Stress at Work from Pay. Do you love your work, your colleagues, and your firm, but you just aren’t paid enough for what you do? Are your terms and conditions rubbish? Do you skip into work, but feel resentful, and find yourself saying things like “and all that for X an hour”?
Remuneration is a difficult and emotive subject.
First we have emotions, values and cultural conditioning around the choice to work or not in the first place. Some people feel extremely strongly that, if they are not earning, they are not contributing or they are worthless. It’s no great leap to see how that might generate stress around pay.
We’re not going to dig into the psychology around parental expectation in this article, but the early years of work and the choices and opportunities available then matter. Young people entering the workplace are most likely to be influenced by their parent’s expectations of them in relation to work, which can lead to a lot of work/pay stress later in life as they develop their own independent attitudes.
Even worse – pay as a reason to choose a type of job or career is just never talked about. People generally work because they need to make money, but career guidance talks about kinds of work you might like to do, but never mentions what the average salaries are and what the most you might ever expect to earn in a given field is.
The level and type of remuneration you receive affects everything else in your life. It is intimately tied to status, self worth, societal worth and all kinds of other things. Factor in that many of us are just embarrassed to talk about money or have little financial awareness and it all starts to get a bit messy.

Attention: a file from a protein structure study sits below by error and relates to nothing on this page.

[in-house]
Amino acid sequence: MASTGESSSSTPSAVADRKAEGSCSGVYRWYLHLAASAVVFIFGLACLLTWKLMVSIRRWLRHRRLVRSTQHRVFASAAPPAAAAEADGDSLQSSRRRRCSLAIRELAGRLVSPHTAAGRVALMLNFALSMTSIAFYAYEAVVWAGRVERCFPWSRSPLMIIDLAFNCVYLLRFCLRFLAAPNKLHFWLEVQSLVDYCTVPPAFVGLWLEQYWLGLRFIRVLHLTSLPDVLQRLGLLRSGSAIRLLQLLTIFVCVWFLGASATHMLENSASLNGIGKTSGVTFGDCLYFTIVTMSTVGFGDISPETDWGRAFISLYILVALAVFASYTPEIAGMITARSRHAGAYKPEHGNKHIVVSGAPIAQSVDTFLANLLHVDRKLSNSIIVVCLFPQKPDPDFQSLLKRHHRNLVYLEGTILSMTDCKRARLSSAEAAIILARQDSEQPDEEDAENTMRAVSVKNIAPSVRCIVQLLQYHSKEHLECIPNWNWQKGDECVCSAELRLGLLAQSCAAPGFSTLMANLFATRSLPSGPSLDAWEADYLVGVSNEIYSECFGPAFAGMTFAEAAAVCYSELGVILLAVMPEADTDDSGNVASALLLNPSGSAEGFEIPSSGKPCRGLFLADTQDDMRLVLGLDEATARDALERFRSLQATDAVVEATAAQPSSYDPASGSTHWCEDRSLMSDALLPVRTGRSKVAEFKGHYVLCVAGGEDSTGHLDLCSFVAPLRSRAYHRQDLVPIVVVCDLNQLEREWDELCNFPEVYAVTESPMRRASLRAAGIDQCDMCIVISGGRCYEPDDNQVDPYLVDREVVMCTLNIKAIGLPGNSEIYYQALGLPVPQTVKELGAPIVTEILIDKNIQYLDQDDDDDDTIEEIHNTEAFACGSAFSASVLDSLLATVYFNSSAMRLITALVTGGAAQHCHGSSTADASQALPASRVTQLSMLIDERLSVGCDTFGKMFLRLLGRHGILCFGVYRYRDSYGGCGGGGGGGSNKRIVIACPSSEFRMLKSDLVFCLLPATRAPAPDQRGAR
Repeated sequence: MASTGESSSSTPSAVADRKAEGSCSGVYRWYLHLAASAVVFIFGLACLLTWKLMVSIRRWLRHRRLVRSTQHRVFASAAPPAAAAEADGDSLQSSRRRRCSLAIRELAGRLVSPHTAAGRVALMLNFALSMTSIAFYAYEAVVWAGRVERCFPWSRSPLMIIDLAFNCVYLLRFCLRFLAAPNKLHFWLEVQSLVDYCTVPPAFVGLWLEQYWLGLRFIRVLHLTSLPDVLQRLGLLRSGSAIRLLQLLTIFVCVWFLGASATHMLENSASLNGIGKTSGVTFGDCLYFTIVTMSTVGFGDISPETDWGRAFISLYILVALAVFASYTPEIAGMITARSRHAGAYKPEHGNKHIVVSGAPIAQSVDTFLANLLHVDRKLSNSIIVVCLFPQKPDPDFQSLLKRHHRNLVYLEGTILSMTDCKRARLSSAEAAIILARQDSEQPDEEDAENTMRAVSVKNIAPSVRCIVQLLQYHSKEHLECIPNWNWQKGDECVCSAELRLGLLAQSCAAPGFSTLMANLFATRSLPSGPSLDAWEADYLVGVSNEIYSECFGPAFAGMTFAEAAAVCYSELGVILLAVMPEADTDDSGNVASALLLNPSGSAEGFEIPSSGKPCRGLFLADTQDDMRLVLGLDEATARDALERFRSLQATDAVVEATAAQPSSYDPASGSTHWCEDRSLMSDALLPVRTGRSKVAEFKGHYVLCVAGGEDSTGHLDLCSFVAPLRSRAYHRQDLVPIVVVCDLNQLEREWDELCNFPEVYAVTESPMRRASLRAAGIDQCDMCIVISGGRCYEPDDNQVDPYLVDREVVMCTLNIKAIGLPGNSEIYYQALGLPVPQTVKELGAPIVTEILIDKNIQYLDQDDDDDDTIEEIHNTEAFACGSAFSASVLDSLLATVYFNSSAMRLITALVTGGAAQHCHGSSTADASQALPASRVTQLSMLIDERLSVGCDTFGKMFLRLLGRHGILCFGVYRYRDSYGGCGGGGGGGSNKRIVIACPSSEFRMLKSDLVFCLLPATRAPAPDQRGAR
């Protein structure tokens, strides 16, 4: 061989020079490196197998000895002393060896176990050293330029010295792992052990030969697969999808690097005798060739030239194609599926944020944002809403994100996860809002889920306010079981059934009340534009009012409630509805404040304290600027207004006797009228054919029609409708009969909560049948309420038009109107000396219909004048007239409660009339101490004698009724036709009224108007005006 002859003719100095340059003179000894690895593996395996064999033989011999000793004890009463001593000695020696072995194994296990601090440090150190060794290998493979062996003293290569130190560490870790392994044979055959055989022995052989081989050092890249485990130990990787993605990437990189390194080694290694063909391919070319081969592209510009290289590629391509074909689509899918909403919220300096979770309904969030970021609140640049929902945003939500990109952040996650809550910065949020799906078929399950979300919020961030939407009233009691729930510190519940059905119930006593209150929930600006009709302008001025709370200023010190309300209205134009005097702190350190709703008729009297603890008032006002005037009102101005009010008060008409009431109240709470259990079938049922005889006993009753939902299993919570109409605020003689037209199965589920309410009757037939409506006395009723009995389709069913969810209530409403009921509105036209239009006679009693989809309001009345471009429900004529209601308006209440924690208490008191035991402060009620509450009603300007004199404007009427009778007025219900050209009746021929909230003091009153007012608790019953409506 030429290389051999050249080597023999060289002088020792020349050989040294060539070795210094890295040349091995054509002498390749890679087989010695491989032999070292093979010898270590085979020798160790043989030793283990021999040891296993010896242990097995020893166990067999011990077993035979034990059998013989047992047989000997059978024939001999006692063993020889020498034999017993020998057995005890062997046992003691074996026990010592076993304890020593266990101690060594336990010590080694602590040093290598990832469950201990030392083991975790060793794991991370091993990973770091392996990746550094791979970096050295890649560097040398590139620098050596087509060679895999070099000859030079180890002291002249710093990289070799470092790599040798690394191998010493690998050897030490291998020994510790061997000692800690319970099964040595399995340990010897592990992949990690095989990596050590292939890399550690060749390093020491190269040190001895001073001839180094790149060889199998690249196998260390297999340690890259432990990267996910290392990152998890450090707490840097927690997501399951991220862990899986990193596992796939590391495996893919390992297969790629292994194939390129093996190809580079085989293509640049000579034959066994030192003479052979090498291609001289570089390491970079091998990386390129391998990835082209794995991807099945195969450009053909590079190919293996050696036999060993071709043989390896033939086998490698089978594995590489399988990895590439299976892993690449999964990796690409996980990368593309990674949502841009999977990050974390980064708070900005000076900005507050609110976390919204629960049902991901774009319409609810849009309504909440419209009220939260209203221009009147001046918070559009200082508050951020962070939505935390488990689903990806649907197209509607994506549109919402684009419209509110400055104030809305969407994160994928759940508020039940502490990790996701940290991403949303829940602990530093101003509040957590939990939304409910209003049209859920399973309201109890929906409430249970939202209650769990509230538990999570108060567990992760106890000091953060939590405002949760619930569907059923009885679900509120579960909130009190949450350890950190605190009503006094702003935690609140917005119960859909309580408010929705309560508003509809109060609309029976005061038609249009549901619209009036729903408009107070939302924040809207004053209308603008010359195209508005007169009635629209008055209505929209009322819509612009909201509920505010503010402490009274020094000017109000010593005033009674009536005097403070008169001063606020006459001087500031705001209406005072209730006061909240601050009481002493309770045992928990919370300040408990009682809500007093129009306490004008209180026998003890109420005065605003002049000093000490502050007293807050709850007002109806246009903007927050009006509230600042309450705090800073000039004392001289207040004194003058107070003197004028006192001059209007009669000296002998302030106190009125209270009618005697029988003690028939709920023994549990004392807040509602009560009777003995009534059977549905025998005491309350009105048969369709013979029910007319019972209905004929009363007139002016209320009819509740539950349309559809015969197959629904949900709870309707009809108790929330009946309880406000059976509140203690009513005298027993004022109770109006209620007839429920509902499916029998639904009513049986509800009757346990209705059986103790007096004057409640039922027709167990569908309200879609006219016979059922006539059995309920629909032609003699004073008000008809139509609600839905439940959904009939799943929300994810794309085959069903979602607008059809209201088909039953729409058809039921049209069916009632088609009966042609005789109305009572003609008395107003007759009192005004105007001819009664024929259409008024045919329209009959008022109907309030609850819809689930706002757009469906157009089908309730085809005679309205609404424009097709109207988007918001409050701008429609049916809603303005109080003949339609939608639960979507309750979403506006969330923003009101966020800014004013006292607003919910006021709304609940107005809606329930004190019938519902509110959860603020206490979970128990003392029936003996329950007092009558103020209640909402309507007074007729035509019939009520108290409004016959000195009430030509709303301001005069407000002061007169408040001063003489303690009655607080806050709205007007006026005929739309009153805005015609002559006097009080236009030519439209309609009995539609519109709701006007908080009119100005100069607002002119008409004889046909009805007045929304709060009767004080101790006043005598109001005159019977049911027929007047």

Take something which you have spent a lot of time, brainpower and emotion on; which itself has a whole host of challenges, emotional connotations and frictions. Now cross it with a different, but highly-correlated area – money – and it can just be a perfect storm.
Typical example: I recently met a lovely lady who told me with great pride about her job as a Science Explainer at a prestigious museum. Very cool, right? Easy to see how for a certain kind of person that is a dream vocation. She immediately followed it up (completely unprompted) with “and sometimes I think that I don’t get paid enough to do it, and then sometimes I think I am very lucky to get paid to do it at all.”
The problem with pay is that it is impossible to set an objective value on it – what is the correct global price for one hour of science explaining? There isn’t one. But employers have to set pay. So they go by what they can – which is: we think some types of work are probably worth more than others, and that some people are more skilled or more experienced at their work than others, and suddenly it becomes a proxy measure of comparative human worth. The false logic is more money = you are more valuable as a person. No wonder it can lead to insecurity.
It is possible to be perfectly satisfied by the income you receive from your work. If this is you, great, move on. I even know a lovely lady who is forced to live off disability benefits because she cannot work due to severe ongoing health conditions. Money is very tight for her, but she is content because she feels she is lucky to get what she does; given that she does not have to work for it. You may view her situation differently, but as a way to respond to her situation this is an attitude of gratitude we could all learn from.